The Sussex NHS Commissioners are urging everyone who is eligible to get their booster vaccine and use NHS services appropriately as the number of people being admitted to hospitals with Omicron increases.
Since Monday all adults are able to get their jab once they reach three months from the date of their second vaccine.
According to the commissioners, although a record number of daily vaccinations have been delivered over the last week across Sussex and more appointments are being made available every day, a large number of appointments are not being booked and local health leaders are concerned people are not getting the life-saving protection they need.
People are being advised to use all NHS services appropriately and only contact their GP with urgent and immediate issues and use emergency services only in an emergency.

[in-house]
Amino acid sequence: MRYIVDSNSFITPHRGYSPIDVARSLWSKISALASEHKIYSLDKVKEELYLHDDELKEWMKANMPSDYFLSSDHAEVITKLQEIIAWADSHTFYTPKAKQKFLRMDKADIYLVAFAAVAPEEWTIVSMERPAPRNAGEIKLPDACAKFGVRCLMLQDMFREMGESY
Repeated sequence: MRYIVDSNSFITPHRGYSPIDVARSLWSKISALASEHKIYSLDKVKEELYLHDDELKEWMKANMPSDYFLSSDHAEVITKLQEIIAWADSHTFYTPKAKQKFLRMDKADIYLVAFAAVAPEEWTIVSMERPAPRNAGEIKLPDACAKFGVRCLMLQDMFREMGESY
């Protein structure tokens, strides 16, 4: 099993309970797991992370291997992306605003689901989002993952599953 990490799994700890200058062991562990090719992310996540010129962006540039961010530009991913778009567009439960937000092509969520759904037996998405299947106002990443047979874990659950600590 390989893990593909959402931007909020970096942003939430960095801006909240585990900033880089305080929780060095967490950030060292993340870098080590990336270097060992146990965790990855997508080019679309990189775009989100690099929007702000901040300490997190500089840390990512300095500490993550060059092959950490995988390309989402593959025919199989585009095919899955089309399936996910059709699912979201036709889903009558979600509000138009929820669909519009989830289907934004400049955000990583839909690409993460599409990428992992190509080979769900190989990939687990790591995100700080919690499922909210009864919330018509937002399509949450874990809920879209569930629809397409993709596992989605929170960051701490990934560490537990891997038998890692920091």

Allison Cannon, chief nurse for Sussex NHS Commissioners, said, “We are beginning to see the real affects of Omicron so this is a crucial time for everyone.
“The message to people who have not had their booster is simple – don’t delay. We know people are very busy at the moment getting ready for Christmas, but this really needs to be at the top of the to-do list. There is nothing more important people can do this Christmas than protecting themselves, their family and the NHS by getting their vaccination. It really is the best present you can give yourself and others.
“It is important that people know the NHS continues to be there for you if you need us. We need to make sure people do not delay in coming forward with health concerns, so if anyone has an urgent, persistent or worrying health concern please contact your GP practice in the normal way and they will ensure you receive the appropriate help.
“Additionally, it is important that our emergency services are able to care for our sickest patients as quickly as possible, so they should only be used in an emergency.”
People can call 111 for 24/7 medical help and advice, use pharmacies who can offer expert advice on a range of common ailments and illnesses, and urgent treatment centres in the communities.